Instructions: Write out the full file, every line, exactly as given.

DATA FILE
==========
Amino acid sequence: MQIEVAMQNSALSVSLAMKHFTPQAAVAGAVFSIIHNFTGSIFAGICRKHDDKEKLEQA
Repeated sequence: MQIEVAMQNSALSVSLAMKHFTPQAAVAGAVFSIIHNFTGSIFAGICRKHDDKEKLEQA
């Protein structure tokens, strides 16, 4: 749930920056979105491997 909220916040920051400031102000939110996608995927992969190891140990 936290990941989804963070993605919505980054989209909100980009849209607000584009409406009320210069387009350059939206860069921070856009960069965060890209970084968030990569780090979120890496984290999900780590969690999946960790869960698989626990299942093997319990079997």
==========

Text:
Amino acid sequence: MQIEVAMQNSALSVSLAMKHFTPQAAVAGAVFSIIHNFTGSIFAGICRKHDDKEKLEQA
Repeated sequence: MQIEVAMQNSALSVSLAMKHFTPQAAVAGAVFSIIHNFTGSIFAGICRKHDDKEKLEQA
């Protein structure tokens, strides 16, 4: 749930920056979105491997 909220916040920051400031102000939110996608995927992969190891140990 936290990941989804963070993605919505980054989209909100980009849209607000584009409406009320210069387009350059939206860069921070856009960069965060890209970084968030990569780090979120890496984290999900780590969690999946960790869960698989626990299942093997319990079997």